This is a very simple and flavorful dish I like to fix on weeknights or as a mini-portion at a dinner party. It’s very dependent on the freshness and quality of the ingredients, like many Italian dishes. You will need a food processor or other pulverizing mechanism for this recipe.
I like to use Eduardo’s pasta which is readily available in the bay area–it is the only one I really like if I am not going to make the pasta fresh myself, and because Fusilli is extruded and I don’t have the equipment, I generally buy it. (Eduardo’s comes in a clear package with blue and white writing–you can buy some of their pasta on amazon.com, but not the fusilli).
For two dinner portions, you will need 1/2 a package (about 5 oz or 150 grams for moderate eaters) of Eduardo’s Fusilli (or other, inferior fusilli, unless you’re getting it from a local pasta maker, fresh) and the following:
1 medium crown of broccoli, fresh
parmesean reggiano (a block, not the pre-grated stuff)
a few pine nuts
nutmeg (just a shake or two’s worth)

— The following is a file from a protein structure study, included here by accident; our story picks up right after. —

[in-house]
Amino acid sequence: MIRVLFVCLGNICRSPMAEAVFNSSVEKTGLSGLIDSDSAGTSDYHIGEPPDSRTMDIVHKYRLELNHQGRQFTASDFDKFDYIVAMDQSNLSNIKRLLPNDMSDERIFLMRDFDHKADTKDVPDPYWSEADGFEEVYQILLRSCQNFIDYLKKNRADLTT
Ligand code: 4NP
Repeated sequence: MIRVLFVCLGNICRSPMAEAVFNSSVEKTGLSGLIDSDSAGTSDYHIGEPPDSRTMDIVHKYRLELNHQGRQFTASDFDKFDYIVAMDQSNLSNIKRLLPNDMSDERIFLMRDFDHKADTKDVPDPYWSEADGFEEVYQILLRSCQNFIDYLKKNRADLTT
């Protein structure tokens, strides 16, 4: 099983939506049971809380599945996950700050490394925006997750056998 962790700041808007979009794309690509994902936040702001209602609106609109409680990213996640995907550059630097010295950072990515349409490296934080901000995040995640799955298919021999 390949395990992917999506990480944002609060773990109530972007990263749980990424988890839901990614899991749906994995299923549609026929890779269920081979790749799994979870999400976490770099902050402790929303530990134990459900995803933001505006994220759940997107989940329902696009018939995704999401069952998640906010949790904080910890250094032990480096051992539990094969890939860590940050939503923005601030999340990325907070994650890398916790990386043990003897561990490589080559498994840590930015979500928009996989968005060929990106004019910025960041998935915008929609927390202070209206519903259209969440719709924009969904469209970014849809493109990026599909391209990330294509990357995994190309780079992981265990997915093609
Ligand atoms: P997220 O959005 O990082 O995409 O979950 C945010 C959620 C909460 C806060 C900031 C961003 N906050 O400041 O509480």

1/4 white or yellow onion
1/4-1/2 bell pepper (red, yellow, or orange)
salt & pepper
Boil a large pot of water (your pasta pot).
While the water is attempting to boil, dice your onion & your bell pepper and add them to a sautee pan with a bit of olive oil (a few tablespoons) that is already hot. Let them get soft. Add them to the food processor (or a bowl for pulverizing with a wand, whatever you have).
When the water comes to a boil (while your onion & bell pepper are sauteeing), add a generous amount of salt. Add the broccoli crown, and blanch it until just barely cooked (DO NOT OVERCOOK). Remove it and throw it on a cutting board. Add your pasta to the water. Set a timer for 1-2 min less than the package says–you’re going to eat this al dente (“to the teeth”).
Coursely chop the broccoli and add it to the food processor. Throw in a few pine nuts, a healthy amount of freshly grated parmesean, a couple of shakes of nutmeg, sea salt, fresh grated pepper. Your bell peppers & onions should already be in there, if they aren’t, add them now.
Pulvarize your sauce. Add olive oil or water as necessary to achieve something that sticks together like a wet or loose pesto.
Your pasta should be about done by now, so strain it and throw it in a hot sautee pan, and add however much sauce you think you need to the pan, and toss it until it’s well coated. Serve, enjoy.